Last night we continued our study of Paul’s letter to the Colossian church, looking specifically at the small section of verses from 3:18 to 4:1. Below are the notes..
When we read Colossians 3:18-4:1, We can acknowledge, right off the bat, that some people will have some problems with this passage.
Two Things to help us understand the passage:
- Establish the kind of thought world these commands exist in.
- See the context of the letter—what kind of people and what kind of community got these commands?
1: First: Basic Ideas to understand the passage in our current climate:
- God created us, God tells us how to live.
- God’s instructions only make sense in God’s universe. (God exists (1:16-18); Jesus has come, died, and is risen (1:14, 20); Eternity is real (1:12-14); You have a whole new power (2:13, 3:1-17); You become a person of love and strength (1:9-12, 3:12-17).These commands are part of this whole. They make sense in no other way.
- The people who can enact these commands are the people of 3:12-17.
- You serve the Lord Christ (3:23-23). You will receive a reward.
Key: If you don’t live in this thought world, if you don’t breathe this air, there’s a good chance that you might get scared or angry or confused by these commands. So we don’t just pick these verses up, and drop them on people like random laws. The bible doesn’t do that. And you can’t even really begin to understand these verses if that’s how you encounter them.
2: What Paul’s saying: The Details of each instruction in 3:9-4:1.
9 Do not lie to one another, since you have put off the old man with his deeds, 10 and have put on the new man who is renewed in knowledge according to the image of Him who created him, 11 where there is neither Greek nor Jew, circumcised nor uncircumcised, barbarian, Scythian, slave nor free, but Christ is all and in all.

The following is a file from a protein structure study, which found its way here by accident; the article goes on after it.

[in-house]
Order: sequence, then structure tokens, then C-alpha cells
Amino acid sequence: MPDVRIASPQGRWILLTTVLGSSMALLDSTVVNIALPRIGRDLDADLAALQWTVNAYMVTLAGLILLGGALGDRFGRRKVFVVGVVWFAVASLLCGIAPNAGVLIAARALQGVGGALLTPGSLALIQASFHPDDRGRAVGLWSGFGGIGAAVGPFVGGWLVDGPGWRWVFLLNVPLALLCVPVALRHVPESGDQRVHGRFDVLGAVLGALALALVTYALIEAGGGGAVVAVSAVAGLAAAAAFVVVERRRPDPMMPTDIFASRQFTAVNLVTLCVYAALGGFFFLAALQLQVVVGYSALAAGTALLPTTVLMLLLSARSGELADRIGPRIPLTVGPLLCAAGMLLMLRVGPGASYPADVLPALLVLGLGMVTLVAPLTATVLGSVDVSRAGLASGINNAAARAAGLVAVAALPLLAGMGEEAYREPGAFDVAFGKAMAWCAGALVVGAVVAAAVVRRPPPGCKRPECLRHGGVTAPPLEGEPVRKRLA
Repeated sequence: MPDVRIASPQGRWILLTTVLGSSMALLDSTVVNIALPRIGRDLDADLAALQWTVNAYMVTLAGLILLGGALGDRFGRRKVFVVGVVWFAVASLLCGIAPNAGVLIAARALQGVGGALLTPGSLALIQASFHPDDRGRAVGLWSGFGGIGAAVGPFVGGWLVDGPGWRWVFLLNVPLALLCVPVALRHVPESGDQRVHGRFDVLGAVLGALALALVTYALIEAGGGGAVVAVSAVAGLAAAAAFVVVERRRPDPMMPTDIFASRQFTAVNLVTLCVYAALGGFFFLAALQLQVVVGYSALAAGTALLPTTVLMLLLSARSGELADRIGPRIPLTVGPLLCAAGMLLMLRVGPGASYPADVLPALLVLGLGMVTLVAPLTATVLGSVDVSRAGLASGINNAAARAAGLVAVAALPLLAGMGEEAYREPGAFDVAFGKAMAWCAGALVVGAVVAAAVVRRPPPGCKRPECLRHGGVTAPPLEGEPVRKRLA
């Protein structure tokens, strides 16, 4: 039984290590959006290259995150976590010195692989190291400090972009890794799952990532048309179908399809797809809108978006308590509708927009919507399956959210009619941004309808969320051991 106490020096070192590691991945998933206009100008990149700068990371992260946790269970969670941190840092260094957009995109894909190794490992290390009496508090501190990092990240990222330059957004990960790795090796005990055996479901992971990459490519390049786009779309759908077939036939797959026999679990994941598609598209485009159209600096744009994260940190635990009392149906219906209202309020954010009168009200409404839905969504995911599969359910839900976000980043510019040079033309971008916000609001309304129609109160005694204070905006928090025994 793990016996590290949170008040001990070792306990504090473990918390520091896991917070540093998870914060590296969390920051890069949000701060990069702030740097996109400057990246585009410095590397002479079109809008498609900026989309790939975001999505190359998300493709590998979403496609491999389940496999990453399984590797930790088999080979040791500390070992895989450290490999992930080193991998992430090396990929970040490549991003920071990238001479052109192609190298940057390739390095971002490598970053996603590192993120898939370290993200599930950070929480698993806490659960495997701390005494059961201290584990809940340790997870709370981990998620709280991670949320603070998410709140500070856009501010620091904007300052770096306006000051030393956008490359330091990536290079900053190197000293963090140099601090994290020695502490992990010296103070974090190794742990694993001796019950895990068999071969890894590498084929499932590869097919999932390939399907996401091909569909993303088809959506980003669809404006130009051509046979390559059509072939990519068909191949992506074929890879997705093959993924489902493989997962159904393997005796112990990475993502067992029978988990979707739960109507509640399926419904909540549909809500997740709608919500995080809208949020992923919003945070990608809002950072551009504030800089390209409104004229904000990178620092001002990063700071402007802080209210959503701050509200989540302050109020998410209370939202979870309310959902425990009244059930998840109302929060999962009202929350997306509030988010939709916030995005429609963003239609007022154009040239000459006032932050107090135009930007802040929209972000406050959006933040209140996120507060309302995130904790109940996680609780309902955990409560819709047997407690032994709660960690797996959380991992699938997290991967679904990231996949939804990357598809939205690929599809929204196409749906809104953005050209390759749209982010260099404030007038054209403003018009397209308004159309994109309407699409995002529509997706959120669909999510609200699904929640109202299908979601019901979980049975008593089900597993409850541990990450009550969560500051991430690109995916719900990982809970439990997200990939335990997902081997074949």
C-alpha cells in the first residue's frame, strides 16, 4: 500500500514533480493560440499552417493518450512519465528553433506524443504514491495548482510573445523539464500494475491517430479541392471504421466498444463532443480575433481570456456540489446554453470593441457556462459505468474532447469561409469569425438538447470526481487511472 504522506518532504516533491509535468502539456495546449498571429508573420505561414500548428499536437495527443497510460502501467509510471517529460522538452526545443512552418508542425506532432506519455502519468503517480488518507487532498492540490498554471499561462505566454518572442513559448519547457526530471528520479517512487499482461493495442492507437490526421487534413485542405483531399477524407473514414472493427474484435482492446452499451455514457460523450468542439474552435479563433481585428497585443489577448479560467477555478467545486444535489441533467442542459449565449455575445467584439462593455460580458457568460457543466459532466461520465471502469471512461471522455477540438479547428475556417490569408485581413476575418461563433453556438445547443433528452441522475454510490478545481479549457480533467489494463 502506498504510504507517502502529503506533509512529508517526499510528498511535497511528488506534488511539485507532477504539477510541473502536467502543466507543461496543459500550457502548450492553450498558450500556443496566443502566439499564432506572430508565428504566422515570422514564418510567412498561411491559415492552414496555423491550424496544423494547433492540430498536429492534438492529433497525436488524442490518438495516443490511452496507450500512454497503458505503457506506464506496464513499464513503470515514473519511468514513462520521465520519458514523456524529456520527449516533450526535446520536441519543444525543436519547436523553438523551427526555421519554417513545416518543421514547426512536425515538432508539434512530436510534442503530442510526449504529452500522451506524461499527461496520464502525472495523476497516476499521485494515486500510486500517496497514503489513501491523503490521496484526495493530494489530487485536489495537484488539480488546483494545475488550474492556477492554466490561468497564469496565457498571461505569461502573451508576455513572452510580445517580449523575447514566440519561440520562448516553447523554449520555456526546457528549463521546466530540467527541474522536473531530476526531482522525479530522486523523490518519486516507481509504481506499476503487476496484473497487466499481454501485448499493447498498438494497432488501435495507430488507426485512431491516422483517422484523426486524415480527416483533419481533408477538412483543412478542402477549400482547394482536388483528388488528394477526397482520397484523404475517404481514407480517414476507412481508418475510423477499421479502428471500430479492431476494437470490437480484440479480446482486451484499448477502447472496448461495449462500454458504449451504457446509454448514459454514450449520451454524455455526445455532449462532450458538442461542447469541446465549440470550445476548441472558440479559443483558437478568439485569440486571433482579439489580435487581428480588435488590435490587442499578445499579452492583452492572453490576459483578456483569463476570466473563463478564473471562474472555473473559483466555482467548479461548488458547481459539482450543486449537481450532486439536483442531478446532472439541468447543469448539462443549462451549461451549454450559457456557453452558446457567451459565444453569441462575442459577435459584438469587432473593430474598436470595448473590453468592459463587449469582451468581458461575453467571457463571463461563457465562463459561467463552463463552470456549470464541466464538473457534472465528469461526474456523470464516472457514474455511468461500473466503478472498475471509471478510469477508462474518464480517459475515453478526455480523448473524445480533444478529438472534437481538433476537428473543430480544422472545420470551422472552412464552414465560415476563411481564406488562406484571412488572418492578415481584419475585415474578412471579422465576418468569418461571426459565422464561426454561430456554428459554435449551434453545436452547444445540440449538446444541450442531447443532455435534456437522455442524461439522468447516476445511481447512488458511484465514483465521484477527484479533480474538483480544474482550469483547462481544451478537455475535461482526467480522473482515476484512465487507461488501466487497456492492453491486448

First things first…do we even have any sense for how big this all is? We’re talking about a world, in verse 10 and eleven, where Jesus is everything… now, one thing that means, right off the bat, is that the old ethnic barriers, and socio-economic barriers, are torn down. And that’s exactly what you saw happen in the first generation of Christianity, you had these little communities of Christians springing up, and the people involved were crossing those old societal lines. Oh, and like it says in verse nine, you could trust everyone, because they were learning to stop lying. So let’s ask this before we even really get started: can you trust people out there? Is the world, with all of its diversity speak, getting more or less divided? These are valid questions.
We’re going to see that the kind of community Paul describes, (and that he spent his life building), starts to look better and better, the more we understand the Bible’s teaching, and the more we get realistic about the world everyone else is creating.
12 Therefore, as the elect of God, holy and beloved, put on tender mercies, kindness, humility, meekness, longsuffering; 13 bearing with one another, and forgiving one another, if anyone has a complaint against another; even as Christ forgave you, so you also must do. 14 But above all these things put on love, which is the bond of perfection. 15 And let the peace of God rule in your hearts, to which also you were called in one body; and be thankful.
This is the kind of people God was calling the Christians to be. People who were “clothed with love”—and they were bound by love. It’s that kind of strong community where the commands we’re studying tonight are supposed to be lived out. And it’s a community ruled by kindness, humility, peace, thankfulness.
Imagine going to visit someone, and realizing that he or she lives in this group of friends and family where people are bound together by love, they’re all ruled by peace, and they’re each individually thankful for their lives. What would that community be like? What would it be like to be with them? To work with them? To celebrate things with them? I mean, think about it. And it just gets better the more you read…
16 Let the word of Christ dwell in you richly in all wisdom, teaching and admonishing one another in psalms and hymns and spiritual songs, singing with grace in your hearts to the Lord.